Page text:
Howard Stern, the bawdy radio personality who went mainstream as a judge for TV’s “America’s Got Talent,” suggested that actor Russell Brand return to stand-up comedy.
“The whole tour was Howard Stern’s idea,” Brand said from New York City last week prior to a show at Town Hall.
“Howard Stern was complaining about the quality of my movies, and I said, ‘What do you think I should I do?’ And he goes, ‘Concentrate on your stand-up.’ So, I thought, ‘He’s right, you know.’ I’ve been doing it ever since. In a way, Howard Stern is the instigator of this.”
Now Brand, the Brit who became famous in America by stealing scenes in the 2008 romantic comedy, “Forgetting Sarah Marshall,” is on his “Messiah Complex” world tour.
Apparently, Stern was on to something.
“I’m doing a show that I believe in,” Brand said. “I don’t feel like I’m having to compromise too much. I’m happy spiritually, I’m happy personally.”
The “Messiah Complex” tour’s official poster depicts a Christ-like image of the bearded, long-haired Brand, created by Shepard Fairey. The graphic artist and illustrator’s work includes the iconic Barack Obama “Hope” poster, which was seen widely during the 2008 presidential campaign.
In the “Messiah Complex” image, an upward-gazing Brand wears a necklace strung with symbols, including a Christian cross, Jewish star of David, Muslim crescent moon — and the McDonald’s fast-food chain’s arches.
“The concept is this fission in the Bible, and inferred in most religious texts, that the kingdom of heaven is within,” Brand said. “Which is kind of synonymous with saying there’s no need to look for God. God is in each of us. God is our divine nature, once we are able to overcome the temporal obsessions with fear and desire.”
Most of the necklace’s symbols are obviously religious and ancient. As for the comparatively modern McDonald’s arches, Brand said, “this is the icon of our contemporary religion.”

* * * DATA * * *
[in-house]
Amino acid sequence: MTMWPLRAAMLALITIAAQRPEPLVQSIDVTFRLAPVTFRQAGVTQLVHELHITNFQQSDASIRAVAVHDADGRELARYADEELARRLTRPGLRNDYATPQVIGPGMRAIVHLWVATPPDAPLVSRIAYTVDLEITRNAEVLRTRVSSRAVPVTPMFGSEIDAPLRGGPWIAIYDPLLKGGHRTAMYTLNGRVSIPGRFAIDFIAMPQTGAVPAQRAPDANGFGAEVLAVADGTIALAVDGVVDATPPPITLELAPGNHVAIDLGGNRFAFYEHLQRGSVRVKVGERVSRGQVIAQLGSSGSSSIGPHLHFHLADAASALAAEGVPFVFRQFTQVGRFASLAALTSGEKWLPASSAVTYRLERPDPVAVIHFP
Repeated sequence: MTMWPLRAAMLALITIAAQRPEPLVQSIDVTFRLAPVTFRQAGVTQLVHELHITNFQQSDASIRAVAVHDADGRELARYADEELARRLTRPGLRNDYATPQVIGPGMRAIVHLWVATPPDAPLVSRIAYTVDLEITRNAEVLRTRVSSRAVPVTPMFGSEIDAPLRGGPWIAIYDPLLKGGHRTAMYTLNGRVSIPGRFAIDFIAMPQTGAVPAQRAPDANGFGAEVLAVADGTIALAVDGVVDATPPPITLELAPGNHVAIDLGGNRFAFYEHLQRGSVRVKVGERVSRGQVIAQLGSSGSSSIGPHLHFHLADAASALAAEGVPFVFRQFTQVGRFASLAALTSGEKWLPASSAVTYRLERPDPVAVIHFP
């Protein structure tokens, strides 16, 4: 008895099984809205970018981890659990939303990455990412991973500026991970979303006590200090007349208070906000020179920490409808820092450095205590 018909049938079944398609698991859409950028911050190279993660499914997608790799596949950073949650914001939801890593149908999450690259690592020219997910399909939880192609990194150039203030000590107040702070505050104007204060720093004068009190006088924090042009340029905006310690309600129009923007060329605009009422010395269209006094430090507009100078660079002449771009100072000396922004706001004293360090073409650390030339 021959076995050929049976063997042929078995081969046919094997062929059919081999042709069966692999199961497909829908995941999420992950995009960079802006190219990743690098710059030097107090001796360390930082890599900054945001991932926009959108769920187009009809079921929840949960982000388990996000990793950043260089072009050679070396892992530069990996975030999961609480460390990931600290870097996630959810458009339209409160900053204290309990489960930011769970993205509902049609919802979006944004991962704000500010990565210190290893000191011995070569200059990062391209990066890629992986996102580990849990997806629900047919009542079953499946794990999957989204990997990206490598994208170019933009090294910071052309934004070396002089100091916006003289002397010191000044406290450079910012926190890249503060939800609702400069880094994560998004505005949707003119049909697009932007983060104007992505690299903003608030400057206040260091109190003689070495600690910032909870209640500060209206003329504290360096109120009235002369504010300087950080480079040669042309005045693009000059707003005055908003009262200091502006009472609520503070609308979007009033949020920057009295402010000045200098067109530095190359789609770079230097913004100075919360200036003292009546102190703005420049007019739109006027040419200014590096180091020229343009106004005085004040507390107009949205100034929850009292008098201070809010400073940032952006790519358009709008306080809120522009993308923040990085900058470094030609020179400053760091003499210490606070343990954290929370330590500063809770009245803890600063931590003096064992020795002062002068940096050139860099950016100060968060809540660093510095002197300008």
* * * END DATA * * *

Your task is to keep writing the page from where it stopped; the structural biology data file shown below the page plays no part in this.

Brand’s tour poster says that featured in the show are Jesus Christ, Che Guevara, Gandhi and Malcolm X. They figure into his “Messiah Complex” theme of subversion and nonconformity.
Brand, a comedian and actor who looks like a rock star, also admires the subversive elements in rock music.
“When rock ’n’ roll bands like the Beatles, the Stones, many of the English bands, and some of the American bands, like the Doors, evolved, implicitly within them was social revolution. That was an aesthetic idea, as opposed to an ideologically driven manifesto. And this trickster spirit is still an important cultural idea. I think it’s applicable to comedy.”
Brand will soon be seen in the New Orleans-shot, Diablo Cody-written and -directed comedy-drama, “Paradise.” He plays a Las Vegas bartender. Previously, Brand was perfectly cast as rock star Aldous Snow in “Forgetting Sarah Marshall” and its spinoff, “Get Him to the Greek.”
Off screen, Brand has had such British musician friends as Noel Gallagher (Oasis), Pete Doherty and Carl Barât (the Libertines) and the late Amy Winehouse.
He knows Morrissey, too, the longtime solo artist who was the voice for that especially revered British quartet of the 1980s, The Smiths. (Morrissey goes by one name.)
“I can never really bring myself to consider Morrissey a friend because it’s like saying you’re friends with Batman or something. He’s so funny and so brilliant. I love him very dearly. My cat is called Morrissey. But I don’t think of Morrissey as a normal chap. It’s more like he’s got a tablet under his arm and he’s just come down from Mount Sinai.”